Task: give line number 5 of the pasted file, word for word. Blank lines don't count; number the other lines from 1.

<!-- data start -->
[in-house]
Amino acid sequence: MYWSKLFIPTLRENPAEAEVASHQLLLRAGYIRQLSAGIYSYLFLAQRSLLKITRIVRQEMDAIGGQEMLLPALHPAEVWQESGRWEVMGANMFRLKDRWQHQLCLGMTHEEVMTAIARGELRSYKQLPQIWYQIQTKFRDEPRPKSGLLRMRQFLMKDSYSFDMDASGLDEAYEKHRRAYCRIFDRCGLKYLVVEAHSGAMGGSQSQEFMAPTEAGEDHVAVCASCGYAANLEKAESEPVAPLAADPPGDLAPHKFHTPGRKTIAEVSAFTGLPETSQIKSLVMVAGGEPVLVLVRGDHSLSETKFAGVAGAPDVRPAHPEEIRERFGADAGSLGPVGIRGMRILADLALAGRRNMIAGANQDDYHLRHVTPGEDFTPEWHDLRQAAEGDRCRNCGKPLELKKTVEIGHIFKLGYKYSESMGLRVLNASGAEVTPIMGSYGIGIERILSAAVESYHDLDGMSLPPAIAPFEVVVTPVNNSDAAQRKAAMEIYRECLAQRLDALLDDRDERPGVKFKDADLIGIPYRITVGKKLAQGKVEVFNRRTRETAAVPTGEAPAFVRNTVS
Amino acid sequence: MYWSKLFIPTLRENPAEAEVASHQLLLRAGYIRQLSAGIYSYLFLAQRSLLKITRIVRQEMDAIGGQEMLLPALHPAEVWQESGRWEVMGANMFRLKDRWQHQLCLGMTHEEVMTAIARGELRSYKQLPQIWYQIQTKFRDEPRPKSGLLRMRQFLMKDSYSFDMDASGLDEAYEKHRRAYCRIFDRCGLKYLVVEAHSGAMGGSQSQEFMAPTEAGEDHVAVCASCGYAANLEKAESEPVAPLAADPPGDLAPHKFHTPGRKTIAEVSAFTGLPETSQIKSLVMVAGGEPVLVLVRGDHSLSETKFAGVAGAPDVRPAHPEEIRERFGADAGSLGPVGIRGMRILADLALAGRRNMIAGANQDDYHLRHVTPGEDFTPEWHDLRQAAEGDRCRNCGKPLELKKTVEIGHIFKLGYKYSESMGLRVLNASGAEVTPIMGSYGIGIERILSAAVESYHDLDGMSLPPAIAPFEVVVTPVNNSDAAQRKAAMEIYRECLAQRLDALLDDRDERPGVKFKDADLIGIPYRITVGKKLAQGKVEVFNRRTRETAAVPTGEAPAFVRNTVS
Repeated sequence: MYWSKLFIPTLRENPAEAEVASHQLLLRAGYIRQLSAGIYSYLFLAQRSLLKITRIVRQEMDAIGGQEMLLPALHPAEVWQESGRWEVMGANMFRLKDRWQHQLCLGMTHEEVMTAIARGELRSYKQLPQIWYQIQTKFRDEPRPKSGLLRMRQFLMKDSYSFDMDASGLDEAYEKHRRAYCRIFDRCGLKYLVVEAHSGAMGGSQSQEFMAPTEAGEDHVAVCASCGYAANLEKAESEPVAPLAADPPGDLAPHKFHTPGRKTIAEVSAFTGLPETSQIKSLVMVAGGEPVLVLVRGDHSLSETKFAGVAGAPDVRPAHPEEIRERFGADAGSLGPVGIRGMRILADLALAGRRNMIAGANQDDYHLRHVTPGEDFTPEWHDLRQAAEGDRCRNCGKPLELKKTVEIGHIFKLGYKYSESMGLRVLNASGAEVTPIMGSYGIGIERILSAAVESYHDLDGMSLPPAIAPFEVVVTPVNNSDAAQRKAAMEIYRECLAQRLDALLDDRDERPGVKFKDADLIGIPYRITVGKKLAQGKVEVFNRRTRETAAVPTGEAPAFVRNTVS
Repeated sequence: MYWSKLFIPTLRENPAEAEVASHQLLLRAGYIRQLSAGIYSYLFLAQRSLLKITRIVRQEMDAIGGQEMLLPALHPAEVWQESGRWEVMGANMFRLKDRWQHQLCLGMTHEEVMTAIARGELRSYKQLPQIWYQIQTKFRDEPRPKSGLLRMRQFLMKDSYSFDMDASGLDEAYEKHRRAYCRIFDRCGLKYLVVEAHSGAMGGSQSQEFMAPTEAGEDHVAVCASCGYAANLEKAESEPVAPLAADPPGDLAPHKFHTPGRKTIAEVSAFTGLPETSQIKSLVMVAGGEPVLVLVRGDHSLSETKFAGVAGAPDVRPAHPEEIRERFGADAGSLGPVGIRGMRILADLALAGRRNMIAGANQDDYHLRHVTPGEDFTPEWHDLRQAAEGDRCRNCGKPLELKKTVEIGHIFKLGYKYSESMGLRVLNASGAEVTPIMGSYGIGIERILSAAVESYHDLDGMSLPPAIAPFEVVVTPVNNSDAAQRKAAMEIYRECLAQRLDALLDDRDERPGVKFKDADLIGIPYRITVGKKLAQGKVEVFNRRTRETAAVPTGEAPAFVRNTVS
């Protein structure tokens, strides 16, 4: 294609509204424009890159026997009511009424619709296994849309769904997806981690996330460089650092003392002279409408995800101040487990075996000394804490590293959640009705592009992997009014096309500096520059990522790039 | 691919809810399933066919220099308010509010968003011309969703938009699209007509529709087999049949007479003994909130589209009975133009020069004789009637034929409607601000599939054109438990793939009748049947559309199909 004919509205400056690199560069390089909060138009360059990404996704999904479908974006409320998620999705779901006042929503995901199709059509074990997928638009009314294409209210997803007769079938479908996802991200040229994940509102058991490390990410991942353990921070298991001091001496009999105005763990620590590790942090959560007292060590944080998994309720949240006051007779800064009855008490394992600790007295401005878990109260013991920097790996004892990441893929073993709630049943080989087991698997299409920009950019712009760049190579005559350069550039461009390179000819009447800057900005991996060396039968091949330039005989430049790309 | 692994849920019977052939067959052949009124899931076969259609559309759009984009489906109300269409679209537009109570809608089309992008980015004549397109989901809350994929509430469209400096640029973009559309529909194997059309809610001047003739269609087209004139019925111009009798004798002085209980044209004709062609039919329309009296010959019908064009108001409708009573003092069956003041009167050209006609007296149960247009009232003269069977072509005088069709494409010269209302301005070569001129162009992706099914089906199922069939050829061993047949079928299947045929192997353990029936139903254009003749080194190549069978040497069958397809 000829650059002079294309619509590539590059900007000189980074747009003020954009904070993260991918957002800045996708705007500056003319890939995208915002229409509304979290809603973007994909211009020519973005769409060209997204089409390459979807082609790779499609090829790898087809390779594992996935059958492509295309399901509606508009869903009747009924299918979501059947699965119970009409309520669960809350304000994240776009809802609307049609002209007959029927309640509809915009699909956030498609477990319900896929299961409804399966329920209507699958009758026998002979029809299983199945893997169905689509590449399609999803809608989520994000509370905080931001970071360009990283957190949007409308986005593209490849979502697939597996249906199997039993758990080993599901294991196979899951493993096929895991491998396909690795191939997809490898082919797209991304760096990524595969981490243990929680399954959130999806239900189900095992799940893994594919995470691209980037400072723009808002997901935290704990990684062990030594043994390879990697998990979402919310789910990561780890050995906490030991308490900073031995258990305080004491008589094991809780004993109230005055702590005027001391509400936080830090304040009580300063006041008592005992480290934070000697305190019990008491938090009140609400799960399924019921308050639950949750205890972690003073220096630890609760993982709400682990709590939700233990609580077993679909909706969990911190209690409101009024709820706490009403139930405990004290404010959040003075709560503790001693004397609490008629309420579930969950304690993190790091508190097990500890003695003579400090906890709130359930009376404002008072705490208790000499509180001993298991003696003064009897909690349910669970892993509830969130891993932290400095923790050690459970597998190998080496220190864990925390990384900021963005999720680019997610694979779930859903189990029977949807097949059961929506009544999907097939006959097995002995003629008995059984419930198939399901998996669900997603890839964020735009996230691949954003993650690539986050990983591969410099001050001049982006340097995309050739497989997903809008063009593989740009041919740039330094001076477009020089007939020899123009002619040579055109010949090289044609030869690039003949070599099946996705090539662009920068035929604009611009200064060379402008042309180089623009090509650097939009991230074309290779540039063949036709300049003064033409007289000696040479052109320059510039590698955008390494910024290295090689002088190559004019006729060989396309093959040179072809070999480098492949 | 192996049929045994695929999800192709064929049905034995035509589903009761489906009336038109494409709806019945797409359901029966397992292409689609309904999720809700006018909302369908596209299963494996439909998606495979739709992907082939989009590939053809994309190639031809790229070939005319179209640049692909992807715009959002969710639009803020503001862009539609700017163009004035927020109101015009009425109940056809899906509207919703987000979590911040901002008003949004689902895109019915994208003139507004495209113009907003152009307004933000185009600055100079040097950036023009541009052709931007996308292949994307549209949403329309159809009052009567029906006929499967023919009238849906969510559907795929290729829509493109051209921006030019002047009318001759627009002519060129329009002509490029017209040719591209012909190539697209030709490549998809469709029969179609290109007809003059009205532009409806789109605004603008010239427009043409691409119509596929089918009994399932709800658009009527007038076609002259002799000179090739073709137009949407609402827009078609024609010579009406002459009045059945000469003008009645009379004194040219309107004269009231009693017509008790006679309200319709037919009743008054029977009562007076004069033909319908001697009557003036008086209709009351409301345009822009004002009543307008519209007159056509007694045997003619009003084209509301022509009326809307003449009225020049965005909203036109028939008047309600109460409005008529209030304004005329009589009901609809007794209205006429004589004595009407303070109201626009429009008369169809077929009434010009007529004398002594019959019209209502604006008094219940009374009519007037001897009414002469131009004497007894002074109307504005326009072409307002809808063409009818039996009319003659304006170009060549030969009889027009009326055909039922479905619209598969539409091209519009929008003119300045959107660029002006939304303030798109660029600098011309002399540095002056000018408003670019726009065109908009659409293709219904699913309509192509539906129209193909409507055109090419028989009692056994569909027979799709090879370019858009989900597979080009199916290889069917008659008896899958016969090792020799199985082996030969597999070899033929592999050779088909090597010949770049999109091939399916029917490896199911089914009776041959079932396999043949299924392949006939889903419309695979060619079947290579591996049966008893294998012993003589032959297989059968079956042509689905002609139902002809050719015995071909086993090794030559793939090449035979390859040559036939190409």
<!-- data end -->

Repeated sequence: MYWSKLFIPTLRENPAEAEVASHQLLLRAGYIRQLSAGIYSYLFLAQRSLLKITRIVRQEMDAIGGQEMLLPALHPAEVWQESGRWEVMGANMFRLKDRWQHQLCLGMTHEEVMTAIARGELRSYKQLPQIWYQIQTKFRDEPRPKSGLLRMRQFLMKDSYSFDMDASGLDEAYEKHRRAYCRIFDRCGLKYLVVEAHSGAMGGSQSQEFMAPTEAGEDHVAVCASCGYAANLEKAESEPVAPLAADPPGDLAPHKFHTPGRKTIAEVSAFTGLPETSQIKSLVMVAGGEPVLVLVRGDHSLSETKFAGVAGAPDVRPAHPEEIRERFGADAGSLGPVGIRGMRILADLALAGRRNMIAGANQDDYHLRHVTPGEDFTPEWHDLRQAAEGDRCRNCGKPLELKKTVEIGHIFKLGYKYSESMGLRVLNASGAEVTPIMGSYGIGIERILSAAVESYHDLDGMSLPPAIAPFEVVVTPVNNSDAAQRKAAMEIYRECLAQRLDALLDDRDERPGVKFKDADLIGIPYRITVGKKLAQGKVEVFNRRTRETAAVPTGEAPAFVRNTVS